Image: A new study asserts surgery is riskier during certain hours (Photo courtesy of Shutterstock).
Patients who enter surgery between 21:00 and 07:00 are at an increased risk of developing morbidity, according to a new study.
Researchers at the University of Michigan (U-M; Ann Arbor, USA) conducted a retrospective cohort study involving 15,807 patients who underwent neurological surgery between January 1, 2007, and August 1, 2014, in order to examine the association between surgery start time (SST) and operative morbidity. In all, 785 complications were identified through self-reported morbidity and mortality reports, which were created by U-M faculty and resident neurosurgeons.
The results showed that the odds of a complication were increased by more than 50% for procedures with start times between 9 pm and 7 am; when accounting for the length of the surgery, the odds of a complication were even greater for later time periods. The only statistically significant factor identified that could predict complication severity was if the operation was an emergency, as compared to elective surgery. Analysis revealed that the average age of the patient population varied across the surgical day, with higher ages earlier in the day, and lower ages later in the day. The study was published on October 13, 2017, in Neurosurgery.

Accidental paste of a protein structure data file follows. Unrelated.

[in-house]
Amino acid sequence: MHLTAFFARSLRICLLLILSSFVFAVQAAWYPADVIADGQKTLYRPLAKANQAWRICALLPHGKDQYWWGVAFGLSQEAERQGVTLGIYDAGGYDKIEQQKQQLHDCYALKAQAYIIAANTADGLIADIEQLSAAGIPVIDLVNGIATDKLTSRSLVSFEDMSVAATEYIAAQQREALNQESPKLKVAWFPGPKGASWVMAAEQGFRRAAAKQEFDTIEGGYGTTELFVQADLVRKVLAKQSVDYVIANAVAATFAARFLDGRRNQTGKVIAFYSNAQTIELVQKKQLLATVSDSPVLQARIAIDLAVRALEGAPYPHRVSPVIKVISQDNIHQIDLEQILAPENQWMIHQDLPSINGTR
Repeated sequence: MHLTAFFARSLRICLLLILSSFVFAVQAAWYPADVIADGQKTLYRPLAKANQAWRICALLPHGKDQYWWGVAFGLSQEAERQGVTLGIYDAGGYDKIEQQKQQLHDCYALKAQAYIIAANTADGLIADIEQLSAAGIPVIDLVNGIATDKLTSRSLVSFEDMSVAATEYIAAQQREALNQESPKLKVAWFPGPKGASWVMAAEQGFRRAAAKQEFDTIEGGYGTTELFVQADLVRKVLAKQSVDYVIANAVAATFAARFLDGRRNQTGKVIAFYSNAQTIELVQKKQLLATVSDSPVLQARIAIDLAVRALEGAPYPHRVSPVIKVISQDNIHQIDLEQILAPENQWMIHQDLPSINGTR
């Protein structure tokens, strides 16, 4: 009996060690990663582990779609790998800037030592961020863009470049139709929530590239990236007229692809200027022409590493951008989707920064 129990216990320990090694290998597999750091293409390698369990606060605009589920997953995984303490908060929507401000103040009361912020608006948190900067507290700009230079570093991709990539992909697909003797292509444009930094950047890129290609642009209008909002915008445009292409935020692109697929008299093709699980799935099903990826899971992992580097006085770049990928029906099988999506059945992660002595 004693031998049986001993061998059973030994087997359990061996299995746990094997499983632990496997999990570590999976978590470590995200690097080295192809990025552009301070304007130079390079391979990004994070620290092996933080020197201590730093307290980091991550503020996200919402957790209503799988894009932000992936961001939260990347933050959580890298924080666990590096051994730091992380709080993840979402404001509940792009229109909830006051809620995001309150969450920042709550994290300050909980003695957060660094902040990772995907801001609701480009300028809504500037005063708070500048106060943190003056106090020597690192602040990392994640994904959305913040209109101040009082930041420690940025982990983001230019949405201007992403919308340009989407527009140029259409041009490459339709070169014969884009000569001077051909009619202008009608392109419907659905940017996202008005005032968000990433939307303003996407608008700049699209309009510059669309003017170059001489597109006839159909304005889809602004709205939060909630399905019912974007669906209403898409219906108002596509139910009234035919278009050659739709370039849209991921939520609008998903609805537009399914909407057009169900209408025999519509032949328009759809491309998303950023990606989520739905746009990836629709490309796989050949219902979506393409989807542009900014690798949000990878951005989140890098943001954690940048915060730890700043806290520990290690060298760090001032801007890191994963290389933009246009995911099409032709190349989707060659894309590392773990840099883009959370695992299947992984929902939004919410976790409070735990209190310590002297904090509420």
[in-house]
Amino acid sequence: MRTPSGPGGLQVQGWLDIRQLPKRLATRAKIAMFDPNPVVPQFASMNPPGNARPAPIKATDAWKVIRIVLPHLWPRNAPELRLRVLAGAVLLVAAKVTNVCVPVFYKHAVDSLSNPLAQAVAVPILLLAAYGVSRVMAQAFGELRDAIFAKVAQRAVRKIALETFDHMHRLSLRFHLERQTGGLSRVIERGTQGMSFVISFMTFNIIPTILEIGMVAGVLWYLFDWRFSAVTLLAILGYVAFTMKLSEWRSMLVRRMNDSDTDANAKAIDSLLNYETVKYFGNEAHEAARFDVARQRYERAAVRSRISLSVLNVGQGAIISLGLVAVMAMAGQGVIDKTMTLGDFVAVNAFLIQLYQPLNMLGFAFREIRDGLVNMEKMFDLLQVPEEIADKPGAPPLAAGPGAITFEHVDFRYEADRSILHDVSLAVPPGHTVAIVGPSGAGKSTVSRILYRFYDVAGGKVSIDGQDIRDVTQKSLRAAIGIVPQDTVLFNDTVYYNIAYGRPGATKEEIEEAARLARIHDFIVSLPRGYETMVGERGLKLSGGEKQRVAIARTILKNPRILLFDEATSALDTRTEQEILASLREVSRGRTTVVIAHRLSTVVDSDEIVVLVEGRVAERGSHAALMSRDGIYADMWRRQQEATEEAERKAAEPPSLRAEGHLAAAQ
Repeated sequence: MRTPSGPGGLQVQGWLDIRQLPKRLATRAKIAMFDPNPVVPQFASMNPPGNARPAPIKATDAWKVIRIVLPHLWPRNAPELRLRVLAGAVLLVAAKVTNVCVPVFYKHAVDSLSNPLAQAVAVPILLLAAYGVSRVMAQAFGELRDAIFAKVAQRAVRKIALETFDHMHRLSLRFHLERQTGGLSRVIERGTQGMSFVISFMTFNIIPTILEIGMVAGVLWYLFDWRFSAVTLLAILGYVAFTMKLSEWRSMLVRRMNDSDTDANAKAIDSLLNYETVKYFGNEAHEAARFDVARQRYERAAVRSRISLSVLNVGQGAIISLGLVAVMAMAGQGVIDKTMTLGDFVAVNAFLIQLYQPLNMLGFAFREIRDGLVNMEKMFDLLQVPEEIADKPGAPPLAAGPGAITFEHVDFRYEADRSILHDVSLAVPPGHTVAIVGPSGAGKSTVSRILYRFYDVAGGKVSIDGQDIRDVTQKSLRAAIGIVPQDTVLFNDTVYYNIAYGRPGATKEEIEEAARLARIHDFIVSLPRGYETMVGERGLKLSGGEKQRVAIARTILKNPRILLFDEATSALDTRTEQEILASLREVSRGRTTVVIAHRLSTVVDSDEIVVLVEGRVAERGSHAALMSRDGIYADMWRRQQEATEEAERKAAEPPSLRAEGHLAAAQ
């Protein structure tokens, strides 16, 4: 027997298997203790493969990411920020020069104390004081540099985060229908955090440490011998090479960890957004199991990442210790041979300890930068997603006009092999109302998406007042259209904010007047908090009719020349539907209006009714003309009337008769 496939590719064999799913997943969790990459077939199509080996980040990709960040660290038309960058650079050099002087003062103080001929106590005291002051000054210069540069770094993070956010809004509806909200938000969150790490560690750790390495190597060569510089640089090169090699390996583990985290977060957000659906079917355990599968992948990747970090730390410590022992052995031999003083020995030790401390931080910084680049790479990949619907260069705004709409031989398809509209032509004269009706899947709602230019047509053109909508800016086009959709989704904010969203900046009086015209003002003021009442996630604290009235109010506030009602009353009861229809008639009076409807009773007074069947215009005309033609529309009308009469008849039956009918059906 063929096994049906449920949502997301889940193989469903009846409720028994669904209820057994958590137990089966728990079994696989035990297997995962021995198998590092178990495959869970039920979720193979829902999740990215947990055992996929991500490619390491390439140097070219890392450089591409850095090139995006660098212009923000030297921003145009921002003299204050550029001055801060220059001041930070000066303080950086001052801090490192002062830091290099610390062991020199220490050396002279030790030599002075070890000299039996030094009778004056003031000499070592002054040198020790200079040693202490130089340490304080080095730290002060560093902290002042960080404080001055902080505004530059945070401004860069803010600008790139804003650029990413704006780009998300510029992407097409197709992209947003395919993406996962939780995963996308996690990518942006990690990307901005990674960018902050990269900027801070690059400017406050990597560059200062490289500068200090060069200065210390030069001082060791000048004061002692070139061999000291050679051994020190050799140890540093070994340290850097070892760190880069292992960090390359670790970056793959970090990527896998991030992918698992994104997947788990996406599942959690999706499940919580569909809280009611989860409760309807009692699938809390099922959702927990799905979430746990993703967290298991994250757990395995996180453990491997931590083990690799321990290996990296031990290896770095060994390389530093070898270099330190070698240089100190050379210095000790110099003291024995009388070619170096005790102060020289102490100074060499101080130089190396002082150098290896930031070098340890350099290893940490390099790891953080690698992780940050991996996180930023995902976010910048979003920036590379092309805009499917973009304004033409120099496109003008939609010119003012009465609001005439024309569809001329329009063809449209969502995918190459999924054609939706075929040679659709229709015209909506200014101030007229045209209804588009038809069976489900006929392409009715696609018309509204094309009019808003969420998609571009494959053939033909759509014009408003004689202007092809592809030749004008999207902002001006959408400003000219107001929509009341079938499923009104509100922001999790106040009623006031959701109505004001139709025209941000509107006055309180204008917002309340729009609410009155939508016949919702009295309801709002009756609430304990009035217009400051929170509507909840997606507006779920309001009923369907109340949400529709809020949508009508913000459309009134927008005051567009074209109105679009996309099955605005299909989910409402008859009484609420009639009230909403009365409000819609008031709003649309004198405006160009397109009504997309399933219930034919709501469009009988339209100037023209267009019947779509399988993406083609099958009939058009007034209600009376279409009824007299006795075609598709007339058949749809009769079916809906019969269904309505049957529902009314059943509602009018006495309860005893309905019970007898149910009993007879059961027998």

“We need to continue to study this relationship as we aim to minimize surgery related complications. Could it mean that health systems need to invest more, with respect to increasing the number of surgical teams and operating rooms, to allow for greater proportion of surgeries to be performed during day hours, and that urgent cases should be stabilized and performed during day hours?” asked senior author Aditya Pandey, MD, of the department of Neurosurgery. “These are important questions that must be raised as we continue to solidify the relationship between surgical start time and surgical complications.”
Previous studies have documented the relationship between surgical and medical management of diseases at night leading to worse outcome, particularly in patients undergoing coronary angioplasty, orthopedic surgery, transplant surgery, colorectal surgery, and cardiac arrest patients.
University of Michigan